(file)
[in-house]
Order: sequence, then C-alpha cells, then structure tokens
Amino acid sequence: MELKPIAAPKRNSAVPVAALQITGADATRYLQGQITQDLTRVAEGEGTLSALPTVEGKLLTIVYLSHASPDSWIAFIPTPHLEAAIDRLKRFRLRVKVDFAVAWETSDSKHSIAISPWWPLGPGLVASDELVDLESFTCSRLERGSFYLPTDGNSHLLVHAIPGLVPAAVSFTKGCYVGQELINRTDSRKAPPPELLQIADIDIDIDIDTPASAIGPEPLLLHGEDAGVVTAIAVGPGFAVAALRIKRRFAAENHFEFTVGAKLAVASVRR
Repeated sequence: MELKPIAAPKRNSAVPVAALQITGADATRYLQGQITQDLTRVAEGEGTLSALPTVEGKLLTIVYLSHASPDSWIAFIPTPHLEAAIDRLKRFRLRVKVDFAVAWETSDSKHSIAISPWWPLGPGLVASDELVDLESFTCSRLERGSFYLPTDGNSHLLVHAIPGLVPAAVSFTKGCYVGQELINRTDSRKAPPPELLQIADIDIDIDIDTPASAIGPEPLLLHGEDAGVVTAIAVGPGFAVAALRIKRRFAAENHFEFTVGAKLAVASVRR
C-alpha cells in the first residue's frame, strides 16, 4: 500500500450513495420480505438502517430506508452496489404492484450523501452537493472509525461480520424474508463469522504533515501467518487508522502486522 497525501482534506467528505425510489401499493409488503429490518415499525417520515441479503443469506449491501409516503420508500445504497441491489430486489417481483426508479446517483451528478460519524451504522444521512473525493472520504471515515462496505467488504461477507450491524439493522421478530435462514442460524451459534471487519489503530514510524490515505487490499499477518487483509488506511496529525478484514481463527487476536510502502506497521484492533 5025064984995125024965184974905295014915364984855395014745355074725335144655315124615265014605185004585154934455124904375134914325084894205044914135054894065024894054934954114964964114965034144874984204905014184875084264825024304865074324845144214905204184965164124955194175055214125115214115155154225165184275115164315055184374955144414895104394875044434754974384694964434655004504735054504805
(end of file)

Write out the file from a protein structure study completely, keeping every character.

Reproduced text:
[in-house]
Order: sequence, then C-alpha cells, then structure tokens
Amino acid sequence: MELKPIAAPKRNSAVPVAALQITGADATRYLQGQITQDLTRVAEGEGTLSALPTVEGKLLTIVYLSHASPDSWIAFIPTPHLEAAIDRLKRFRLRVKVDFAVAWETSDSKHSIAISPWWPLGPGLVASDELVDLESFTCSRLERGSFYLPTDGNSHLLVHAIPGLVPAAVSFTKGCYVGQELINRTDSRKAPPPELLQIADIDIDIDIDTPASAIGPEPLLLHGEDAGVVTAIAVGPGFAVAALRIKRRFAAENHFEFTVGAKLAVASVRR
Repeated sequence: MELKPIAAPKRNSAVPVAALQITGADATRYLQGQITQDLTRVAEGEGTLSALPTVEGKLLTIVYLSHASPDSWIAFIPTPHLEAAIDRLKRFRLRVKVDFAVAWETSDSKHSIAISPWWPLGPGLVASDELVDLESFTCSRLERGSFYLPTDGNSHLLVHAIPGLVPAAVSFTKGCYVGQELINRTDSRKAPPPELLQIADIDIDIDIDTPASAIGPEPLLLHGEDAGVVTAIAVGPGFAVAALRIKRRFAAENHFEFTVGAKLAVASVRR
C-alpha cells in the first residue's frame, strides 16, 4: 500500500450513495420480505438502517430506508452496489404492484450523501452537493472509525461480520424474508463469522504533515501467518487508522502486522 497525501482534506467528505425510489401499493409488503429490518415499525417520515441479503443469506449491501409516503420508500445504497441491489430486489417481483426508479446517483451528478460519524451504522444521512473525493472520504471515515462496505467488504461477507450491524439493522421478530435462514442460524451459534471487519489503530514510524490515505487490499499477518487483509488506511496529525478484514481463527487476536510502502506497521484492533 5025064984995125024965184974905295014915364984855395014745355074725335144655315124615265014605185004585154934455124904375134914325084894205044914135054894065024894054934954114964964114965034144874984204905014184875084264825024304865074324845144214905204184965164124955194175055214125115214115155154225165184275115164315055184374955144414895104394875044434754974384694964434655004504735054504805